13Then one of the elders addressed me, saying, “Who are these, clothed in white robes, and from where have they come?” 14I said to him, “Sir, you know.” And he said to me, “These are the ones coming out of the great tribulation. They have washed their robes and made them white in the blood of the Lamb.
And here in the question of one of the elders we come to it. In the question and the answer we hit at the heart of the Good News for us saints here on earth. It is not enough simply to see the vision and hear the praises, we are told who these saints are and whence they came.
Those saints in heaven, voices lifted in eternally arching praises, are no more or less than those saints who first came through the great tribulation. Every Christian experiences testings of faith and witness, and every such trial points to the future great tribulation of the end times. Such trials become in that moment of time a part of that great tribulation for that believer. Some tribulations and suffering will be so piercing and poignant that the very faith and foundation of our hope will be severely tried, almost to the point of despair and defeat. Some of you, I dare say, have been to that point once or twice already. For we Christians at that moment, our sufferings and trials are the great tribulation. Sometimes the tribulations are truly great, and sometimes it is only great when they are all viewed together.
And yet the great throng of saints before the throne of heaven have come through – we will come through – all such earthly times of trial and tribulation not by strength of will or patience in our suffering. Not for the blood we spill or the life we are willing to sacrifice. We will come through this veil of suffering and tears, as our fore fathers and mothers in the faith did … only because we have been washed clean in the blood of the Lamb.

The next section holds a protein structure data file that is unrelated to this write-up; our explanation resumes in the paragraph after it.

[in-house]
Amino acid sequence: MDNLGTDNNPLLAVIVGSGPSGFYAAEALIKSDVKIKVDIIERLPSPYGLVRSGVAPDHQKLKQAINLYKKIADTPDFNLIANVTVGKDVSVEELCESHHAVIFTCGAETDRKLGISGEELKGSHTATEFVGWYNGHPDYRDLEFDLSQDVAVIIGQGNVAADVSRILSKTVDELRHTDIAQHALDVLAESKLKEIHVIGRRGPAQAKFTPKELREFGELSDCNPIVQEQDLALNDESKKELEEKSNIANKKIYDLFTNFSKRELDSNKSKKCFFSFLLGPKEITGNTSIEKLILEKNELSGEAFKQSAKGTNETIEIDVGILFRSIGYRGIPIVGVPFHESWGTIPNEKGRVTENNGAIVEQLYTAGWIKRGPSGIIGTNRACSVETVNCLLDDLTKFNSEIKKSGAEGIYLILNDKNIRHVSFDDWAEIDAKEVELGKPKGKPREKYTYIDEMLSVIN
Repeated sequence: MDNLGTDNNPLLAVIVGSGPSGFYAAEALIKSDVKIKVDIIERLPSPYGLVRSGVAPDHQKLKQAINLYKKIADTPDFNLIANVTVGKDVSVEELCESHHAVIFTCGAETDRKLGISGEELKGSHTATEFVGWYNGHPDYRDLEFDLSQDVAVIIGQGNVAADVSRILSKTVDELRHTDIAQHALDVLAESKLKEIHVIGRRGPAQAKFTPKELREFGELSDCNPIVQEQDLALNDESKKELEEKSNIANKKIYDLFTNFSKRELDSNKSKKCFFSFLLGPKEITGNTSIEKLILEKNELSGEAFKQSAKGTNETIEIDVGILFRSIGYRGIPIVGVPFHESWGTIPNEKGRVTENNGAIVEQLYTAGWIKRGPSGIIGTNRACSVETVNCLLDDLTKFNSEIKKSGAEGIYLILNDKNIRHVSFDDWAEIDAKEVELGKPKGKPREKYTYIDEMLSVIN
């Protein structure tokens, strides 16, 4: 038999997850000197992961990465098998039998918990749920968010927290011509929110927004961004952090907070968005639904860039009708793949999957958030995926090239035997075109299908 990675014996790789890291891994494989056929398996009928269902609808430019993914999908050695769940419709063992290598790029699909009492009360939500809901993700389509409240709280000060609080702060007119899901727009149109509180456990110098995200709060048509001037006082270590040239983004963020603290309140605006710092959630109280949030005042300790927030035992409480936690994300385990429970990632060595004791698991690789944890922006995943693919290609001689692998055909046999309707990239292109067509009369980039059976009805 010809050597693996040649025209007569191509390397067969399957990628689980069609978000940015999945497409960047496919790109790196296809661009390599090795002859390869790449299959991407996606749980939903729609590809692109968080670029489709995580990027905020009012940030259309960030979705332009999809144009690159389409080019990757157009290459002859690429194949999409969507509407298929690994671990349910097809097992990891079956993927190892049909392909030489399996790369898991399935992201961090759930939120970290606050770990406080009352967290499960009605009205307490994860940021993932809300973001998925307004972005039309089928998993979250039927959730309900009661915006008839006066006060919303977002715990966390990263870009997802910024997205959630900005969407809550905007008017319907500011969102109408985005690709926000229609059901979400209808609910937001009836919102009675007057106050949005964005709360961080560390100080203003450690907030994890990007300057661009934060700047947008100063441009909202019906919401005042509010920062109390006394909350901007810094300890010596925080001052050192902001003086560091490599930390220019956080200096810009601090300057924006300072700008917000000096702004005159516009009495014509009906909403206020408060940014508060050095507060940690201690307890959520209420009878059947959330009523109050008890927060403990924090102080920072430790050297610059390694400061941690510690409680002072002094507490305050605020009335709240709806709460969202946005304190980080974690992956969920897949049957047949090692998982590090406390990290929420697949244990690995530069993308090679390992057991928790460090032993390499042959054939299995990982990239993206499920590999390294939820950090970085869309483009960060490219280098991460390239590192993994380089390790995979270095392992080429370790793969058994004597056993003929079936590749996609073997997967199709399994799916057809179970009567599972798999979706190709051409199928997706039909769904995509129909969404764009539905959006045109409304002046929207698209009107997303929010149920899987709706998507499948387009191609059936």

Jesus’ strength of will to face down the sins of the world, to love when reviled, to sacrifice himself for us. Jesus’ patience in suffering, the weight of all sin, the ridicule of the very ones He was saving, the rejection of the Father whose bidding He was doing. Jesus’ blood spilled for you for me, for everyone of every where and every when. His life sacrificed unto hell to give us heaven. This and this alone is what calls us to God. This is what makes us saints. This is what grants us hope now, and everlasting joys then. This and this alone binds us to every other saint who has gone before or will come after us.
And so in Christ’s Blood the one or two truly tremendous times of suffering, or the multitude of nagging sufferings over our lifetime is all left behind the saints in glory now, just as it will be put behind us on a day not so far distant. The Church Triumphant is a communion where no part of any such suffering can ever again touch or trouble the blessed in Christ.
15“Therefore they are before the throne of God, and serve him day and night in his temple; and he who sits on the throne will shelter them with his presence. 16They shall hunger no more, neither thirst anymore; the sun shall not strike them, nor any scorching heat. 17For the Lamb in the midst of the throne will be their shepherd, and he will guide them to springs of living water, and God will wipe away every tear from their eyes.”
What we do so imperfectly in our earthly sanctuary is done there in supreme perfection. No weakness hinders it. No fault mars it. No disturbances interrupt it. There it is our highest delight, our greatest privilege. God will forever be with His saints, His presence, His Glory, spread over them like a tent. The Lamb in our midst, no longer veiled by Word or Sacrament, but in gloriously resurrected flesh and blood.
On this All Saints Sunday, as we remember these promises of God to all His dear saints of every time and place, let us not dwell on what was. Let us not grieve what is no longer. Let us instead rejoice in what is even now, and will be forever. Our fellowship is not broken. Our loved ones are not really taken from us. When we are with Christ then we are with them. Let us lift up our voices in praise with our dear brothers and sisters who are before the throne of God. Let us join with the heavenly hosts and angel choirs giving thanks to God who has promised us such a glorious reunion in Christ.